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How did Lakmé introduce cosmetics to Indian woman, capture the country’s market

Lakmé was India’s first cosmetic brand to introduce make up to the country’s women. Here’s the fascinating story of how Lakmé captured the Indian market.

Lakmé was India’s first cosmetic brand to introduce make up to the country’s women. Here’s the fascinating story of how Lakmé captured the Indian market.

The Hindustan Unilever (HUL)-owned cosmetic brand, Lakmé, has an international air about it, especially due to it’s name. Lakmé is the French rendition of Lakshmi, whom the Hindus worship as the Goddess of Wealth and Beauty. But, it is a fully made-in-India brand that found its genesis in the aftermath of India’s Independence from the British Raj to improve our unstable economy.

So how did Lakmé bring cosmestics to India and capture the country’s market?.

India’s economy was shaky after it gained independence. In addition, the Indian cosmetics business, like other industries, relied significantly on multinational names. The rising middle and upper classes were splurging on imported cosmetics, which had a direct impact on our foreign exchange reserves.

Concerned about this, India’s then-prime minister, Jawahar Lal Nehru, addressed businessman Jehangir Ratanji Dadabhoy Tata in 1950 about establishing an indigenous cosmetic brand.

The company began as a subsidiary of Tata Oil Mills, and after considerable thought, it was named ‘Lakmé,’ an English version of the goddess of prosperity and beauty, Laxmi.

According to legend, having an exotic name was chosen so that Laxmi would not be associated with the concept of beauty, which is primarily a Western phenomenon. This was at a time when beauty in desi households was defined by ‘dadi ke nuskhe,’ or simply talcum powder. Laxmi would have been relegated to yet another local product as a result. Lakmé, interestingly, is also a French opera.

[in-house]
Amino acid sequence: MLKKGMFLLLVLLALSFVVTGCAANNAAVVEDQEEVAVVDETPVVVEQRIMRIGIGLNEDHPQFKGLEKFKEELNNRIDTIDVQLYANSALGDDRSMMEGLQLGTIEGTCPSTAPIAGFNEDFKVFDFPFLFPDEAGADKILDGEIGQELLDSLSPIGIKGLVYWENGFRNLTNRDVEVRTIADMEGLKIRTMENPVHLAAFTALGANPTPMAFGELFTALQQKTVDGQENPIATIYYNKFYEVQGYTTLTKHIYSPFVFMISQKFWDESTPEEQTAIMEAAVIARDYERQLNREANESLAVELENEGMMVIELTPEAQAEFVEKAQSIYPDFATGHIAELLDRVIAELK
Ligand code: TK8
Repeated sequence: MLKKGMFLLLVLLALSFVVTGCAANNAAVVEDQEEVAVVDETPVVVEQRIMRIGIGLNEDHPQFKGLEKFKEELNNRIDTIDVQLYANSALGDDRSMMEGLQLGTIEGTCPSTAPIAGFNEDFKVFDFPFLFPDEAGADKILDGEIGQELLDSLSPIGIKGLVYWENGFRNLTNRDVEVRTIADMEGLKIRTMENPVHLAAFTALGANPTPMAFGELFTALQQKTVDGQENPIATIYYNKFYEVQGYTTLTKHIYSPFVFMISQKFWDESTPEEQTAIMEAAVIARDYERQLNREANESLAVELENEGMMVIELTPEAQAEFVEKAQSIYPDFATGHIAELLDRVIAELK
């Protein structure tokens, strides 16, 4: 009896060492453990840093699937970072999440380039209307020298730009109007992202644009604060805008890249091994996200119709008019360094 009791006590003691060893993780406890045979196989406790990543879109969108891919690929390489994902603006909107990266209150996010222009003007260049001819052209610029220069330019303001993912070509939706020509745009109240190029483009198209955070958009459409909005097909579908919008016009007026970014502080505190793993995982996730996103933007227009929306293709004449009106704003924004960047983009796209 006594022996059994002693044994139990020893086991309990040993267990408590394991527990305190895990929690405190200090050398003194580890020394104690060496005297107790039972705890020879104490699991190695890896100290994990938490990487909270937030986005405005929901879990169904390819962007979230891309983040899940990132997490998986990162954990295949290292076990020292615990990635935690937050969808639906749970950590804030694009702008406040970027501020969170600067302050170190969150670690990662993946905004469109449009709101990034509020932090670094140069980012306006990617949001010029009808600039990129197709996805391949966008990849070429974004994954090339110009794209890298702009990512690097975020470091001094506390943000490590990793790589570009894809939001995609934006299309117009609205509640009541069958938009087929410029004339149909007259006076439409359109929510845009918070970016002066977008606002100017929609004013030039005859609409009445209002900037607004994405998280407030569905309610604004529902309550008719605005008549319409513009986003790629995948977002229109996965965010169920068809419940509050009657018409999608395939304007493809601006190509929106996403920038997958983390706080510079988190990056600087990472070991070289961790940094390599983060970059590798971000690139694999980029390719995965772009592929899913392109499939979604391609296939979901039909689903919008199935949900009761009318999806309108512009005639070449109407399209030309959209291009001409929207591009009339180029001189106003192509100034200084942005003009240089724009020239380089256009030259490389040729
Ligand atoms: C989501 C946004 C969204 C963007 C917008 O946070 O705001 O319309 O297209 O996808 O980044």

Lakmé, the providers of beauty and skin goods, assembled a team of professionals and researchers to assess the needs of an Indian skin tone. To compete with foreign competitors, the packaging had to be elegant.

During a period when wearing make-up was considered taboo in India, with only women with a “tainted character” sporting kohl-rimmed eyes and ruby red lips, the developing brand required a strategy to help the goods gain traction in all types of households.

Simone Naval Tata stepped in at this point. In the 1960s, the Swiss-born wife of Naval H. Tata started on the Herculean task of redefining beauty. Her natural affinity for exquisite clothes and foreign make-up brands aided in the process’s scalability. Simone was a driving force behind the introduction of many Lakmé products, including mascara, face powder, lipstick, foundation creams, compacts, nail lacquer, toners, and more.

Aside from being economical, the corporation focused on developing a brand image through aggressive marketing methods. In fact, their initial campaign was a mash-up of modernity and Indianness. Shyamoli Verma, a heartthrob in the 1980s, was the brand’s first face. The brand wanted a well-known face to be a part of their educational campaign, which aimed to break the societal taboo surrounding cosmetics.

Following that, they capitalised on India’s adoration for Bollywood beauty by enlisting the services of actresses such as the ever-graceful Rekha and, later, the 1994 Miss World, Aishwarya Rai Bachchan, as brand ambassadors.

In 1996, the Tatas sold Lakmé to Hindustan Unilever, a rapidly rising FMCG company. Today, the company sells over 300 different goods in over 70 countries around the world.

Their diverse pricing range, ranging from Rs 100 to Rs 1,000, appeals to a wide spectrum of customers.


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